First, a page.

8. Mellow, Wesley & Sider, Hal, 1983. "Accuracy of Response in Labor Market Surveys: Evidence and Implications," Journal of Labor Economics, University of Chicago Press, vol. 1(4), pages 331-344, October.
    9. Cigno, Alessandro & Rosati, Furio Camillo, 2005. "The Economics of Child Labour," OUP Catalogue, Oxford University Press, number 9780199264452.
    10. Dumas, Christelle. & Lambert, Sylvie., 2006. "Trajectoires de scolarisation et de travail des enfants au Sénégal," ILO Working Papers 993907603402676, International Labour Organization.
    11. repec:ilo:ilowps:390760 is not listed on IDEAS
    12. Heckman, James J, 1974. "Shadow Prices, Market Wages, and Labor Supply," Econometrica, Econometric Society, vol. 42(4), pages 679-694, July.
    13. Rosenzweig, Mark R, 1977. "The Demand for Children in Farm Households," Journal of Political Economy, University of Chicago Press, vol. 85(1), pages 123-146, February.
    Full references (including those not matched with items on IDEAS)


    Citations are extracted by the CitEc Project, subscribe to its RSS feed for this item.

    Cited by:

    1. Dammert, Ana C. & Galdo, Jose, 2013. "Child Labor Variation by Type of Respondent: Evidence from a Large-Scale Study," World Development, Elsevier, vol. 51(C), pages 207-220.
    2. F. Blanco & C. A. Valdivia, 2006. "Child labour in Venezuela: children's vulnerability to macroeconomic shocks," UCW Working Paper 52, Understanding Children's Work (UCW Programme).

    More about this item


    Child labor; Questionnaire design; Development strategies; Childcare and work; Gender;

    NEP fields

    This paper has been announced in the following NEP Reports:


    Access and download statistics


    All material on this site has been provided by the respective publishers and authors. You can help correct errors and omissions. When requesting a correction, please mention this item's handle: RePEc:fpr:ifprid:879. See general information about how to correct material in RePEc.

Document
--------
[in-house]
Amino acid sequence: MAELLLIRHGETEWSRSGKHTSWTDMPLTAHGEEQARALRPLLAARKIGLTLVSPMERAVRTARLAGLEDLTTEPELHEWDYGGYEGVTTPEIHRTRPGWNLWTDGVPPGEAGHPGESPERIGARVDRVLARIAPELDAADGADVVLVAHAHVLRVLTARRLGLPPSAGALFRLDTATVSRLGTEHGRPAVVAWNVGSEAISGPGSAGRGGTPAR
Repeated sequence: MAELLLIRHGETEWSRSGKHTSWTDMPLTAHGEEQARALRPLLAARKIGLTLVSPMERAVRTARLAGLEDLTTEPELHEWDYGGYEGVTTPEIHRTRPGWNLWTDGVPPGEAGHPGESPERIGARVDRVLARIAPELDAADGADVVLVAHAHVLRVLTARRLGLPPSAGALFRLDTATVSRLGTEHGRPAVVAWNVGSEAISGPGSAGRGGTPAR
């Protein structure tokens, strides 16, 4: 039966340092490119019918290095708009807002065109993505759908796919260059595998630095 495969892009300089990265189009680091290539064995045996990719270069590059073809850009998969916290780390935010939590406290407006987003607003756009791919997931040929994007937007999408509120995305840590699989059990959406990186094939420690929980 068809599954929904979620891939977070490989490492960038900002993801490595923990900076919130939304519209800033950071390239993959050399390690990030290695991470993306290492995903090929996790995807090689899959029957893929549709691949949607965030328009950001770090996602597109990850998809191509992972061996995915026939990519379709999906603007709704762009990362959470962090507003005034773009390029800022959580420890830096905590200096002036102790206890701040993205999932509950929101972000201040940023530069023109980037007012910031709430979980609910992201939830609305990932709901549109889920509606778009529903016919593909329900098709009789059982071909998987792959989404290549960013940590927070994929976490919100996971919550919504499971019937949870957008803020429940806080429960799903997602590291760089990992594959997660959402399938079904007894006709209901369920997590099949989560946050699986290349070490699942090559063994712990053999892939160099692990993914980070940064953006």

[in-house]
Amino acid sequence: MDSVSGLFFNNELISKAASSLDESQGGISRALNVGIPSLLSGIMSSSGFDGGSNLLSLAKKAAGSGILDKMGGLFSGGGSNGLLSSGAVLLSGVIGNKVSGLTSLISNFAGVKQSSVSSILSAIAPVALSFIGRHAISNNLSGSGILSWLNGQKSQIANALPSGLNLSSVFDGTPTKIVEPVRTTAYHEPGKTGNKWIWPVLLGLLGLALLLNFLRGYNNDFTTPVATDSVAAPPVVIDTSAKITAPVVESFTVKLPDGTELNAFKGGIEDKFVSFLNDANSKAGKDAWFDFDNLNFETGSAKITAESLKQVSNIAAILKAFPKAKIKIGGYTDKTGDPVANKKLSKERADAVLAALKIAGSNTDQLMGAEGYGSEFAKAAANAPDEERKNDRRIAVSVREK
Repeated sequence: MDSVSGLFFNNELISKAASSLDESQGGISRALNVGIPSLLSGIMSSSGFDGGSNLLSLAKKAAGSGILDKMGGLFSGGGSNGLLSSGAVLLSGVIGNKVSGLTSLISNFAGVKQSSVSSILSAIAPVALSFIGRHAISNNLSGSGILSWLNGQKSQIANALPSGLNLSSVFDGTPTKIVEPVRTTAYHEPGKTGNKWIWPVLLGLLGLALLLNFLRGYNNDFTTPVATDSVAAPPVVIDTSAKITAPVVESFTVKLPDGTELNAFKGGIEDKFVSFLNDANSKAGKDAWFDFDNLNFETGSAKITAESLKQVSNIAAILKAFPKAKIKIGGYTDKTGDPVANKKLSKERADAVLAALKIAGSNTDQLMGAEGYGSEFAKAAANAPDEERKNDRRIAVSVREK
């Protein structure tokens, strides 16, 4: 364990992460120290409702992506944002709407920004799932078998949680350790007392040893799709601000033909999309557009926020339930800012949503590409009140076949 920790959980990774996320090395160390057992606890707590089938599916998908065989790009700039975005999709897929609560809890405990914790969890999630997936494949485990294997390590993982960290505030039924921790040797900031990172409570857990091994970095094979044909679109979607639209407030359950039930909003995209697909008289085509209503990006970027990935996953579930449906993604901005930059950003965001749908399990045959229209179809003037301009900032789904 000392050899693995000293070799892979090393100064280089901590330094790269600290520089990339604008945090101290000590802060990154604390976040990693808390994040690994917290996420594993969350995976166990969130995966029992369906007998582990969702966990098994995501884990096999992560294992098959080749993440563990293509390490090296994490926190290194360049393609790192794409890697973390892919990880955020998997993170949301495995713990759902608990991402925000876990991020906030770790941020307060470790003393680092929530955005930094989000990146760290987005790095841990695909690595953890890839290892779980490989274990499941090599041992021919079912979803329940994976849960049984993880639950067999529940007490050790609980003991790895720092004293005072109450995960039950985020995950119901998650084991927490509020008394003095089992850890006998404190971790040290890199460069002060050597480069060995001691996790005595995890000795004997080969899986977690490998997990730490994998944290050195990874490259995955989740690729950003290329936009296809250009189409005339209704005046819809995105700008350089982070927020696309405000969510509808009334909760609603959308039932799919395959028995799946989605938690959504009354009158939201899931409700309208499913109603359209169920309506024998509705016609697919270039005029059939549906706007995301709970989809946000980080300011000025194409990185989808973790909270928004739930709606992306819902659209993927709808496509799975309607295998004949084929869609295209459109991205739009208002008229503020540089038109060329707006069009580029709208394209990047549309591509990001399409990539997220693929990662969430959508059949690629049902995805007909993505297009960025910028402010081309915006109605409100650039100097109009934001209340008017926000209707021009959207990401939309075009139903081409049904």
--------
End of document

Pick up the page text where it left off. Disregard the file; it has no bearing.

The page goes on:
For technical questions regarding this item, or to correct its authors, title, abstract, bibliographic or download information, contact: (). General contact details of provider: .

    If you have authored this item and are not yet registered with RePEc, we encourage you to do it here. This allows to link your profile to this item. It also allows you to accept potential citations to this item that we are uncertain about.

    If CitEc recognized a reference but did not link an item in RePEc to it, you can help with this form .

    If you know of missing items citing this one, you can help us creating those links by adding the relevant references in the same way as above, for each refering item. If you are a registered author of this item, you may also want to check the "citations" tab in your RePEc Author Service profile, as there may be some citations waiting for confirmation.

    Please note that corrections may take a couple of weeks to filter through the various RePEc services.

    IDEAS is a RePEc service hosted by the Research Division of the Federal Reserve Bank of St. Louis . RePEc uses bibliographic data supplied by the respective publishers.